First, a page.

Concussion and Head Injuries in Sports
In sports like rugby, soccer, hockey and even netball, head injuries leading to concussions are fairly common. Concussion is defined as a disruption of normal function and would normally resolve in 24 hours. Concussion normally arises either with a clash of heads or when the head bounces off the ground.
As the brain is “floating” in the cerebral fluid within the skull, the sudden, quick movement of the head could cause the brain to move and come in contact with the skull. If the impact is hard, it may cause bruising of the brain, leading to a concussion.
Signs and Symptoms of Concussion
Depending on the extent of the concussion, the signs and symptoms may vary.
In a mild concussion,
- No loss of consciousness
- Slight confusion (i.e. disorientated to either time, date, space, location)
- Inability to recall what just happened
- Report either ringing in ears or slightly hard of hearing
- Slight headache or nausea
- Pain over area of contact
In a moderate concussion,
- Loss of consciousness for less than 3mins
- Confusion (commonly unable to recall date and location)
- Inability to know what’s happening
- Inability to track movement
- Reports loud ringing in ear
- Delayed vomiting
- Moderate headache
- Pain over area of contact or even in other areas of the head not involved in contact
- Loss of balance
In severe concussion,
- Loss of consciousness for more than 3mins
- Confusion for more than 5mins.
- Loss of memory of events before incident
- Immediate vomiting, severe headache and ringing in ear
- Possible increase in heart rate and drop in blood pressure.
Normally, it’s advised for anyone to observe for these symptoms for at least the first 24 hours following the incident. In certain cases, these signs and symptoms may arise up to 72 hours post-injury so close monitoring maybe required. If an athlete has 2-3 bouts of mild to moderate concussion in a season, they are normally advised to retire from the season and even possibly to retire completely if 2 bouts of severe concussion. There are times where these symptoms may persist for up to a year or more. In these cases, they are classified as having post-concussion syndrome.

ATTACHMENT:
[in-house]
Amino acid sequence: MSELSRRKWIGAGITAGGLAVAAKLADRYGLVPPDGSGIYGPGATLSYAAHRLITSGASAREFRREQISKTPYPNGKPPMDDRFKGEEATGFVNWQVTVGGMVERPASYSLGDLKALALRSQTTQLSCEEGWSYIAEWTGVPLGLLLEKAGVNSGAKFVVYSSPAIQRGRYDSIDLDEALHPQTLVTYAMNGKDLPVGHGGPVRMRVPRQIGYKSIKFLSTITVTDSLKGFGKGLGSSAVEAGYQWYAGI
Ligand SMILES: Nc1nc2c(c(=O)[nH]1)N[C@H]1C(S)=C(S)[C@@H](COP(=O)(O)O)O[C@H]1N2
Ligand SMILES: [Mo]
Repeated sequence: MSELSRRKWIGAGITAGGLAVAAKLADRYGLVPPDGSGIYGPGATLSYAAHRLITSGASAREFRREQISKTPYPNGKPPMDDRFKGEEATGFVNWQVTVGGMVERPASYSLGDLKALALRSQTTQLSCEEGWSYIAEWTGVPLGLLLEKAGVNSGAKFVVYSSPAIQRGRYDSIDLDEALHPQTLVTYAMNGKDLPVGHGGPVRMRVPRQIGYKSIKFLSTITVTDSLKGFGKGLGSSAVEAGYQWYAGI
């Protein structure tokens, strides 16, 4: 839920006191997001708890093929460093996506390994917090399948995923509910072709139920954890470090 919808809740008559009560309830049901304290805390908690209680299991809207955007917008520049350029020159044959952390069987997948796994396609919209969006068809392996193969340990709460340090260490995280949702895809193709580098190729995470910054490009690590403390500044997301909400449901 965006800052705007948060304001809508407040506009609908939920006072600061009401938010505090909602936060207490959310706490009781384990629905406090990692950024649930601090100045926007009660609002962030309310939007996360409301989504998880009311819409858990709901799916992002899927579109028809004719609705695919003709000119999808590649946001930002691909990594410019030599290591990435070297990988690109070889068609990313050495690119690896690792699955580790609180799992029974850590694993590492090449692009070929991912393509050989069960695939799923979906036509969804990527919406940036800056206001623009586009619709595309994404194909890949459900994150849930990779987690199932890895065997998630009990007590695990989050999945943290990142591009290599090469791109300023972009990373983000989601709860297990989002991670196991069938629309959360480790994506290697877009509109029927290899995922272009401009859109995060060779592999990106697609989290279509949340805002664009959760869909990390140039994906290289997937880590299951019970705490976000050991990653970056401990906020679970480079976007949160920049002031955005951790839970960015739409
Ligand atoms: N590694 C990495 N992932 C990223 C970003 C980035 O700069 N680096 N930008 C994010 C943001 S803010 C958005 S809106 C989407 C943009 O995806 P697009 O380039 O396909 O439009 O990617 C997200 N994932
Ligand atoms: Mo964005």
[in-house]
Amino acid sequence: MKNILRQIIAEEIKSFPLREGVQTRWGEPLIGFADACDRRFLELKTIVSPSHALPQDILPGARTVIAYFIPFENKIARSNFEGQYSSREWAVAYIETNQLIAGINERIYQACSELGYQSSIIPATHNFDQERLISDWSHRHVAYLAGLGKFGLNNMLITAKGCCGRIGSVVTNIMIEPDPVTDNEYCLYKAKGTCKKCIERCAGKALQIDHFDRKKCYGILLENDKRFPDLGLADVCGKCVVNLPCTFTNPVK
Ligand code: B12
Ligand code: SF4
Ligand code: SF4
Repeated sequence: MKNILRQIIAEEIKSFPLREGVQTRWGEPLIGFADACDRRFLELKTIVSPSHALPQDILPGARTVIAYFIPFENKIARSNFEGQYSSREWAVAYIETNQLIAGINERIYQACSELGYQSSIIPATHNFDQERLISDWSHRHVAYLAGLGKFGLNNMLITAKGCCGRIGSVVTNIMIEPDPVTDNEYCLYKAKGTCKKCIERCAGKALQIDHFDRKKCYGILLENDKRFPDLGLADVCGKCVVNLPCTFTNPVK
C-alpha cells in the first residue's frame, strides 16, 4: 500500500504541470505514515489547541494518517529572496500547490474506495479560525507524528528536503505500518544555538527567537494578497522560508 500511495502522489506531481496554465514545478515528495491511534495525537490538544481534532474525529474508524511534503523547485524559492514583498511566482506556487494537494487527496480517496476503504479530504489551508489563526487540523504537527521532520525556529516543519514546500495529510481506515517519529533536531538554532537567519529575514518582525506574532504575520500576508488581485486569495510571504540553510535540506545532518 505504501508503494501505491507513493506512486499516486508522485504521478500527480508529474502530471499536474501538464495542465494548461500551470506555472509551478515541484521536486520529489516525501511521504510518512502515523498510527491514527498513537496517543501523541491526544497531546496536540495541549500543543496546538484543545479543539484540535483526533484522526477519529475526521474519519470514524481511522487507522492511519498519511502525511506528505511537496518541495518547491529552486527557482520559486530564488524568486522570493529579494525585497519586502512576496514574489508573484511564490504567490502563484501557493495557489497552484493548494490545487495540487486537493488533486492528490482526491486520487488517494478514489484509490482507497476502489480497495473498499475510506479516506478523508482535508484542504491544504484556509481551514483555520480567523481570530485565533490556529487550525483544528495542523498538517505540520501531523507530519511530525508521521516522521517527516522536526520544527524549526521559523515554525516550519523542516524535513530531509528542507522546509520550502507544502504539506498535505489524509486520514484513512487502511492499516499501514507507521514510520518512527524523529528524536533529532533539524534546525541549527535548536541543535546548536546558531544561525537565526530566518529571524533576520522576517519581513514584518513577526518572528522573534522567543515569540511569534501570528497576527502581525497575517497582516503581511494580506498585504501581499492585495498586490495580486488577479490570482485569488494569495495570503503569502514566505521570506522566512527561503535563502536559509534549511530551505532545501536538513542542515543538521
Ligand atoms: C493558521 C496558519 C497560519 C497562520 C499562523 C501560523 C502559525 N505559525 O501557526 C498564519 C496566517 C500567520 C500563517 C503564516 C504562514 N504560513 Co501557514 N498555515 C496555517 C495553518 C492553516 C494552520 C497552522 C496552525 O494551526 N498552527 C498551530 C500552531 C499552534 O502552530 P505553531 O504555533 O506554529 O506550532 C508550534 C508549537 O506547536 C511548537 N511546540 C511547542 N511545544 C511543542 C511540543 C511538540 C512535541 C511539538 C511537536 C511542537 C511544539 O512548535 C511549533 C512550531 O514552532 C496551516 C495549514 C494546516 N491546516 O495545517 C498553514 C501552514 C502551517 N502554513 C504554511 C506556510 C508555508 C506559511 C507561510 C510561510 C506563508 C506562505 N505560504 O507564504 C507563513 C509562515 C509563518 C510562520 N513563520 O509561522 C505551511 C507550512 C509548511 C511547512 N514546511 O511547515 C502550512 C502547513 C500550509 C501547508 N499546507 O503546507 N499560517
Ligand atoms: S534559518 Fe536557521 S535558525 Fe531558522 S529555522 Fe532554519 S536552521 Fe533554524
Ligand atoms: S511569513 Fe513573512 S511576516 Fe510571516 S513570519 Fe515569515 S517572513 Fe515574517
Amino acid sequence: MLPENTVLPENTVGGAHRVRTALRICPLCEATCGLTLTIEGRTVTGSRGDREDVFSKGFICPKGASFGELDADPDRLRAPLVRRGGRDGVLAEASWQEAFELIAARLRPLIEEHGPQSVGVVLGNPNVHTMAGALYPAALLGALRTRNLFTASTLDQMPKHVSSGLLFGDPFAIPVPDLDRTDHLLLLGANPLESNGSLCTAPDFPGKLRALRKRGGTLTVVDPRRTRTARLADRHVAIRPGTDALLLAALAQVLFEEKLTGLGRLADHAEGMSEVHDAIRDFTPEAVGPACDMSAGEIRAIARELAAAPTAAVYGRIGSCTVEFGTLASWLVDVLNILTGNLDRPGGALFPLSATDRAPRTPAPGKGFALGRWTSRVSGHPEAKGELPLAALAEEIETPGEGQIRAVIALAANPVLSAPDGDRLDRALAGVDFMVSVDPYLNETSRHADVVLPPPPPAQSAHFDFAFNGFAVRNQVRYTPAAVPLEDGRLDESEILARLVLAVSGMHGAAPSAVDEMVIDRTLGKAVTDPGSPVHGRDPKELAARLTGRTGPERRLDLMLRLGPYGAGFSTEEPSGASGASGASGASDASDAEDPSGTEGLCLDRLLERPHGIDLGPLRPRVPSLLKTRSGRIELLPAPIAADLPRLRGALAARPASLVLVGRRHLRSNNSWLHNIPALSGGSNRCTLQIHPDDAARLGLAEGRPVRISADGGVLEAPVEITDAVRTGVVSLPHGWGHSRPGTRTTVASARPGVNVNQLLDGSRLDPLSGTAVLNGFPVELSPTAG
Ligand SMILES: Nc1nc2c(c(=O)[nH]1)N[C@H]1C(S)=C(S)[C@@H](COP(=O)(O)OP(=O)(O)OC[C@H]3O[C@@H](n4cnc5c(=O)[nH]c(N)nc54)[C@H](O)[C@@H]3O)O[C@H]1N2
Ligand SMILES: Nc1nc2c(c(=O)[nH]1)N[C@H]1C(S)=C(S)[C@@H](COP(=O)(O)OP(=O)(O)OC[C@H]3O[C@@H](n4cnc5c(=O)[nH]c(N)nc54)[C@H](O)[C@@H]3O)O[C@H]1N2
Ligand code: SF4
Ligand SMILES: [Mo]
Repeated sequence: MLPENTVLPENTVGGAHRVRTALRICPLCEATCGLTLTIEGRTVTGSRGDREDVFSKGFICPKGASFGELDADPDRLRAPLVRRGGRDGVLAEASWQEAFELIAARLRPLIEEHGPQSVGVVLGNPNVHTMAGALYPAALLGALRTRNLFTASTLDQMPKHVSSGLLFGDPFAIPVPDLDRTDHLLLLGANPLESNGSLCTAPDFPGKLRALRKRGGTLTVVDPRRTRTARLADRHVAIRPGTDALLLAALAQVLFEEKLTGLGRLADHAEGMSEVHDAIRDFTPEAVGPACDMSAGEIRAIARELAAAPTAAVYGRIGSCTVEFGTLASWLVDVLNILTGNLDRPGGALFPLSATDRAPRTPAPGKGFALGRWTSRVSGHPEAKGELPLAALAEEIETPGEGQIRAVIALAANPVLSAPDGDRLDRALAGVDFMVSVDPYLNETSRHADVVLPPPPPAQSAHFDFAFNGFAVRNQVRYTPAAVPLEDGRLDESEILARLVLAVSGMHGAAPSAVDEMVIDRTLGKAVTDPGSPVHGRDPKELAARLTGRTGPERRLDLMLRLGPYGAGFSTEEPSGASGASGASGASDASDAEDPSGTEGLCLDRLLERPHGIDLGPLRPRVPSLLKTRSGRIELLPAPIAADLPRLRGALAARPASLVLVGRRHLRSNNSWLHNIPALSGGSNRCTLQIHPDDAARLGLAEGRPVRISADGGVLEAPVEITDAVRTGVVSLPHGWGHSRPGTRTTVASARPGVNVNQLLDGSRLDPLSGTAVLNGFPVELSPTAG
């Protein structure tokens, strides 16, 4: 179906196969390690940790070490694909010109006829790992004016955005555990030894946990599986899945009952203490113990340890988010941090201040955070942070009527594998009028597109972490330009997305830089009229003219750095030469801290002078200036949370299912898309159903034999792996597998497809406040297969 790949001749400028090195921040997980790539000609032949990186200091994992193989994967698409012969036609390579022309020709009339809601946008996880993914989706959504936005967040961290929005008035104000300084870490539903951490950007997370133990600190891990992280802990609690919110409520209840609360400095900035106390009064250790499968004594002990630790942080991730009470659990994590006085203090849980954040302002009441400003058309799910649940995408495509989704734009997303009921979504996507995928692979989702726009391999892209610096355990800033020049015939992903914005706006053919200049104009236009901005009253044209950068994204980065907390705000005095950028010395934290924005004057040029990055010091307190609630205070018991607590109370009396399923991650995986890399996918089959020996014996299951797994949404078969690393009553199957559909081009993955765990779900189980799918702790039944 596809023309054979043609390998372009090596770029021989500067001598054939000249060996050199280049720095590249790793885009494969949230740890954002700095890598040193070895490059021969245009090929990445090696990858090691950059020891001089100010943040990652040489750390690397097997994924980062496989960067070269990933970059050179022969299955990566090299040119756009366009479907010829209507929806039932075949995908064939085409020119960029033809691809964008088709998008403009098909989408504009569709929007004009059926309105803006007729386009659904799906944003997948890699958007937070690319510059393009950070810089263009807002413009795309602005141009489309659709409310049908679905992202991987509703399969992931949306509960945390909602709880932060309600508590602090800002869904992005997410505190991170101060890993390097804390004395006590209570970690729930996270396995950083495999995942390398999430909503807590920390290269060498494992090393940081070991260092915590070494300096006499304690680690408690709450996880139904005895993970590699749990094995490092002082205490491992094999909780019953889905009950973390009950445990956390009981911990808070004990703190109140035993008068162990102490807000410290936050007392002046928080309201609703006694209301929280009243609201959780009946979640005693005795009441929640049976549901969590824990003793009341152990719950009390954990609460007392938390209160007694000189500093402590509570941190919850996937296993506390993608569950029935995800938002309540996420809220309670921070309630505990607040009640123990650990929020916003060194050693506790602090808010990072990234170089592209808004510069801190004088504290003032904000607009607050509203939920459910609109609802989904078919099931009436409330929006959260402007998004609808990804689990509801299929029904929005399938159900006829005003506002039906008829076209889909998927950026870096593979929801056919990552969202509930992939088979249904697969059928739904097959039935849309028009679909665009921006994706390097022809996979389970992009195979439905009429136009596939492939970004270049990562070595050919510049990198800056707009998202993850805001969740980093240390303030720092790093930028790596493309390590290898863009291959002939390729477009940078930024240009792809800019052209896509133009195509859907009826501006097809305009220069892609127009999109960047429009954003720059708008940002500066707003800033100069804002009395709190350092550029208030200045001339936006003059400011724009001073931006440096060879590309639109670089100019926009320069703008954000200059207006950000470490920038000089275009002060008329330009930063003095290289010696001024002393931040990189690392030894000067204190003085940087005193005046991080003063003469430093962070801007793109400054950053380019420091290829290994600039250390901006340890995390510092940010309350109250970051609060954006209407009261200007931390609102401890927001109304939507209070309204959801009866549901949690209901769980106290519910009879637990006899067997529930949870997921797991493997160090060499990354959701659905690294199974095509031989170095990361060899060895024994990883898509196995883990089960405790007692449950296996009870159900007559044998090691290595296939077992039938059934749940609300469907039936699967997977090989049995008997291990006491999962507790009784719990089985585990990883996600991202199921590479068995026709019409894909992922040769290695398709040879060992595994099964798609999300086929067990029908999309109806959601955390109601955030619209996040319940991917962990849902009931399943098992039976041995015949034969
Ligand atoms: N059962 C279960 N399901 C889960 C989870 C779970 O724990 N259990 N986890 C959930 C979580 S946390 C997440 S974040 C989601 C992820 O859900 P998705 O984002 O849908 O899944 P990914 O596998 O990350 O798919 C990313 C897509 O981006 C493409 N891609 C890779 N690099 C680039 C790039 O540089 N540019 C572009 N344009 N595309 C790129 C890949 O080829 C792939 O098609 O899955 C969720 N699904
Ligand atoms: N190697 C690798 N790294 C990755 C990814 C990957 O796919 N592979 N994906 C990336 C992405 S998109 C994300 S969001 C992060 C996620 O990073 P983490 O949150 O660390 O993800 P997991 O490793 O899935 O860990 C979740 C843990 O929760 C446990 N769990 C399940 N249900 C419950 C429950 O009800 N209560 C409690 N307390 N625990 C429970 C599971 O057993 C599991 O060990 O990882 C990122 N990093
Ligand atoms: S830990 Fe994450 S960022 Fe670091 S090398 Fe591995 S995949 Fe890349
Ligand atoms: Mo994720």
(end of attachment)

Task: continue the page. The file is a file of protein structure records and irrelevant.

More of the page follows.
Post-concussion syndrome would include symptoms like headache, disorientation, sensitivity to light and/or sound, difficulty with attention and memory, anxiety and in some cases, depression. It has been documented that these symptoms normally peak at about 4-6 weeks post-incident and some has been reported to last for years.
Management of Concussion
The best way to manage concussion is rest. Complete rest for about 1 week would normally be recommended. Return to sports would be allowed if the athlete remains symptom free during that duration of rest. The return to sport has to be gradual and closely supervised by a physiotherapist or physician. However, if the concussion is a repeated incident, then the athlete is required to stay symptom free for a month before returning back to sports.
We’ll be covering the on-field management of concussion and head injuries in the next article, On-field management of Head Injuries and Concussion.